It is occasionally confusing when we have to deal with something official (doctors office, for example) that know him by his first name.

The strangest case that I am familiar with is my youngest brother. My parents knew he was going to be the last child but they still had a list of people that they wanted to honor that was longer than regular names allow so he ended up with first name that he has never used and doesn’t even relate to, a middle name to honor our grandfather and a designated nickname to honor another relative. He has gone by the designated nickname since birth.

He is in the military now and does not like the fact that they refuse to use his designated nickname for anything and insist on using his first name which might as well belong to someone else because he has never identified with it at all. He is considering getting a legal name change to replace his first name with his designated nickname.

This is such an American thing. I was befuddled when I moved to Florida from Australia, and, for my job, started meeting lots of kids and enrolling them in a recreation program. I’d ask the parents what the kid’s name was, and they’d say, “William Henry Harper Charles Jackson, only he goes by Charlie.”

Bizarre, never came across anything like it in Aust or Europe. If you want to call your kid Charlie, name them Charlie, or Charles if you must.

A lot of the people in the Society for Creative Anachronism are known only by their SCA name to family, friends & co-workers; it’s a name that they chose for themselves and identify with strongly.

A story similar to Hilarity’s above:

Four local SCA people (Minnesota) were heading up to an SCA event in Winnepeg. One of them, a woman, had taken some allergy medication which knocked her out. When they got to the border, the border guard asks for their names. “Dave.” “Ben.” “Charles. Oh, and that’s Ann, sleeping in the back.”

Border guard points out that he needs to speak with Ann, to make sure she knows where she is and who she’s traveling with, so they wake her up and ask her:

“I’m Patrice, and they’re Owen, Thorbjorn, and Ulric.”

Detention and questioning ensued.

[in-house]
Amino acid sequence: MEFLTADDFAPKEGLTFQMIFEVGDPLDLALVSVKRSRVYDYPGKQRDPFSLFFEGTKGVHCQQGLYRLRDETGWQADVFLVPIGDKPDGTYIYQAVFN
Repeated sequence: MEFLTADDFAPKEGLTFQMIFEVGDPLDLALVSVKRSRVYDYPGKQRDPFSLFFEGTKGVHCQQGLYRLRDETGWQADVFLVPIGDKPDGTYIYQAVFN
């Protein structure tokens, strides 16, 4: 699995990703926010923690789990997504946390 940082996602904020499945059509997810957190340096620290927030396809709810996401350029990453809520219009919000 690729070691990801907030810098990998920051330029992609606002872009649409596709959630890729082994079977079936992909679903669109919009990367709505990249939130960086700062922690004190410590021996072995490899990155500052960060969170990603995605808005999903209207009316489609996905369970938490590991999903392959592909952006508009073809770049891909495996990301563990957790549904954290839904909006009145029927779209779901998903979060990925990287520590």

My father’s given name was W. H. It’s a Southern thing. And his family called him “Dub”, short for W. But the Army refused to recognize W. H. as a name, so he told them his name was William Haade (sort of a callback to his grandfather’s name). So all of his military and work records from that time on had him as William H. and after that, with co-workers, he was “Bill”. But he was still “Dub” to his family.

I’ve been Rick all of my life (well, Ricky when I was little), but I had a third grade teacher who refused to believe in nicknames, so my entire time with her, I was Richard. My cousin had had her the year before. My cousin is Nicky, though her real name is Naomi Claire, so this teacher called her Naomi her entire year, even though it’s never a name she has used.

Another Southern girl here - I have always gone by a nickname of my middle name. Makes it interesting in doctor’s offices when I see a new one - I don’t actually notice people calling my first name.

It is very handy in an information age. If I get emails, calls, or letters addressed to my first name, i know there’s nothing I need to care about inside.

It’s also handy because my nickname is a predominantly male nickname : think Bobby or Harry. So a lot of people who I work with over email or via text think that I’m male, which helps me be taken more seriously. By the time I meet them in person, they already know me, and know that I’m competent.

I’ve been pretty happy with it so far, and plan to do the same for my kids if I have them.

My full legal name is Larry Douglas Montgomery. But my Dad’s first name was Harry and my older brother’s is Gary; so my parents always called me by my middle name. So does everyone else. Besides, I didn’t want personal identification with Larry of the Three Stooges.

I knew someone in high school who always went by his last name. Sometimes you’d meet the odd person who called him by his first (and I’m sure his family did), but he was almost exclusively called by his last name.

One would assume he had no siblings.